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J Mol Cell Cardiol. 2011 Sep;51(3):318-28. doi: 10.1016/j.yjmcc.2011.05.010. Epub 2011 May 23.

Absence of thrombospondin-2 increases cardiomyocyte damage and matrix disruption in doxorubicin-induced cardiomyopathy.

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Center for Heart Failure Research, Cardiovascular Research Institute Maastricht, Maastricht University, PO Box 5800, 6202 AZ Maastricht, The Netherlands.


Clinical use of the antineoplastic agent doxorubicin (DOX) is limited by its cardiomyocyte toxicity. Attempts to decrease cardiomyocyte injury showed promising results in vitro, but failed to reduce the adverse effects of DOX in vivo, suggesting that other mechanisms contribute to its cardiotoxicity as well. Evidence that DOX also induces cardiac injury by compromising extracellular matrix integrity is lacking. The matricellular protein thrombospondin-2 (TSP-2) is known for its matrix-preserving function, and for modulating cellular function. Here, we investigated whether TSP-2 modulates the process of doxorubicin-induced cardiomyopathy (DOX-CMP). TSP-2-knockout (TSP-2-KO) and wild-type (WT) mice were treated with DOX (2 mg/kg/week) for 12 weeks to induce DOX-CMP. Mortality was significantly increased in TSP-2-KO compared to WT mice. Surviving DOX-treated TSP-2-KO mice had depressed cardiac function compared to WT animals, accompanied by increased cardiomyocyte apoptosis and matrix damage. Enhanced myocyte damage in the absence of TSP-2 was associated with impaired activation of the Akt signaling pathway in TSP-2-KO compared to WT. The absence of TSP-2, in vivo and in vitro, reduced Akt activation both under non-treated conditions and after DOX. Importantly, inhibition of Akt phosphorylation in cardiomyocytes significantly reduced TSP-2 expression, unveiling a unique feedback loop between Akt and TSP-2. Finally, enhanced matrix disruption in DOX-treated TSP-2-KO hearts went along with increased matrix metalloproteinase-2 levels. Taken together, this study is the first to provide evidence for the implication of the matrix element TSP-2 in protecting against DOX-induced cardiac injury and dysfunction.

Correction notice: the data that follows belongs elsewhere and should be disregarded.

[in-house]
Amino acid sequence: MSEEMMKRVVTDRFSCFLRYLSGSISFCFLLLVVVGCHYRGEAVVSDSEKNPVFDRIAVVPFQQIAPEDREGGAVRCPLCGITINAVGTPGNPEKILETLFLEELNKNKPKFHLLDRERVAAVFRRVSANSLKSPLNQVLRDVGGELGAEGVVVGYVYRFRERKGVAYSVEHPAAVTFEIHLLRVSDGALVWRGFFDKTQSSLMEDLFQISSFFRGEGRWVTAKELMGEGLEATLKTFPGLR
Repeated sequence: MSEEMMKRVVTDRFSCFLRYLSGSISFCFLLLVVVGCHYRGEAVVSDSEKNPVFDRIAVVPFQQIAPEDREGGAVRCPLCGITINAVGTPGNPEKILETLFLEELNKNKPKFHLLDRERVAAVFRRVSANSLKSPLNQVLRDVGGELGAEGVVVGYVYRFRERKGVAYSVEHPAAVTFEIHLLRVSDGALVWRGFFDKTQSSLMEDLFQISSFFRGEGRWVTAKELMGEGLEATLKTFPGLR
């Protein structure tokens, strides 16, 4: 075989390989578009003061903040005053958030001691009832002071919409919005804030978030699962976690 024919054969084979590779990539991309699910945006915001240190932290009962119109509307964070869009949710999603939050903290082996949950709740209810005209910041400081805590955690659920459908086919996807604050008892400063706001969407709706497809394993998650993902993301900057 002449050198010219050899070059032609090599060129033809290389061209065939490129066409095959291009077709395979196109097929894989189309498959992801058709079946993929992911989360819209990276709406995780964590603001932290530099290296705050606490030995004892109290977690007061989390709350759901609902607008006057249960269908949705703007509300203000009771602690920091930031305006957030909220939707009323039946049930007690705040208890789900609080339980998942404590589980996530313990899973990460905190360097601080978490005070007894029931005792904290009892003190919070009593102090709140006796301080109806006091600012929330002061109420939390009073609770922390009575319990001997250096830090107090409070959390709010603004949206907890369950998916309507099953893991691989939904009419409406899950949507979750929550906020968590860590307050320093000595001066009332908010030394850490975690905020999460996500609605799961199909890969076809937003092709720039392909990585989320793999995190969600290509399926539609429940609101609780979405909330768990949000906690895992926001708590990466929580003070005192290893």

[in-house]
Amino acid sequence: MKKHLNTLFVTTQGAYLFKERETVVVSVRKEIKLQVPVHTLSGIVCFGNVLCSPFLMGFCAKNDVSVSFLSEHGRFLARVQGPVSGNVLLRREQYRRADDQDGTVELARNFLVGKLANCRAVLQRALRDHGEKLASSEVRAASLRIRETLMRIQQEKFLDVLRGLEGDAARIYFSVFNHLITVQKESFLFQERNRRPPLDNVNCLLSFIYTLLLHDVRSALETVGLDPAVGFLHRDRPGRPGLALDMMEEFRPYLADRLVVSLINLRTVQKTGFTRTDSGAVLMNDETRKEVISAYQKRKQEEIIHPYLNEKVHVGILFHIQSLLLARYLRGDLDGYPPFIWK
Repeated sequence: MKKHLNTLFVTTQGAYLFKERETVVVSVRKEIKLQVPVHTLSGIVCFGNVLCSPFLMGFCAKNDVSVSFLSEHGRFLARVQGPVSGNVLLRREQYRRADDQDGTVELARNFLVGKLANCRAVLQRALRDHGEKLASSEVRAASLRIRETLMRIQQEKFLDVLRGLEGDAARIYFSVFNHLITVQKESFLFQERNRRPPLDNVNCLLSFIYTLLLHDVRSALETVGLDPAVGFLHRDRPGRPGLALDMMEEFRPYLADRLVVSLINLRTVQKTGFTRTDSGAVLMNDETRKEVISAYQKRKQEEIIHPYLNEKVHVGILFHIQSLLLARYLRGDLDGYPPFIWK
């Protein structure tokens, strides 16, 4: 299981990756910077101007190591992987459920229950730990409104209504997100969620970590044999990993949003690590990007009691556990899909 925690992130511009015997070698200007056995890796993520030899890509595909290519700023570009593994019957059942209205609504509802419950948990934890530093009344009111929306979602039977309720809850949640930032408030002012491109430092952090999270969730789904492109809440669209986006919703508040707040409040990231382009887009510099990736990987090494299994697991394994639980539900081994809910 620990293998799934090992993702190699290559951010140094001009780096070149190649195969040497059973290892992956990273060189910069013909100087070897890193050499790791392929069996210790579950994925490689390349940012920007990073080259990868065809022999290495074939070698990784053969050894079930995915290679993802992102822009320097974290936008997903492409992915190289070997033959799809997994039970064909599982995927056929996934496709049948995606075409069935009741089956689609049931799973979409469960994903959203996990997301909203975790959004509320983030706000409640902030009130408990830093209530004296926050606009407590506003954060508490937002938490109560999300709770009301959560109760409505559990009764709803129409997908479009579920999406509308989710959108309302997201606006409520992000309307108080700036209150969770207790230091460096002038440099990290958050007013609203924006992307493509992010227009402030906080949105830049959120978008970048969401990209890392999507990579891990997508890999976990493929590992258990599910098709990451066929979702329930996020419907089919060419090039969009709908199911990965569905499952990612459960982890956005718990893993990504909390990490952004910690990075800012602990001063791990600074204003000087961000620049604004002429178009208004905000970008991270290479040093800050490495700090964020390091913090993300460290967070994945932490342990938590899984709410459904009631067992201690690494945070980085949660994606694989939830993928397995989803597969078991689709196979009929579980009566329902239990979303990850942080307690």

[Indexed for MEDLINE]

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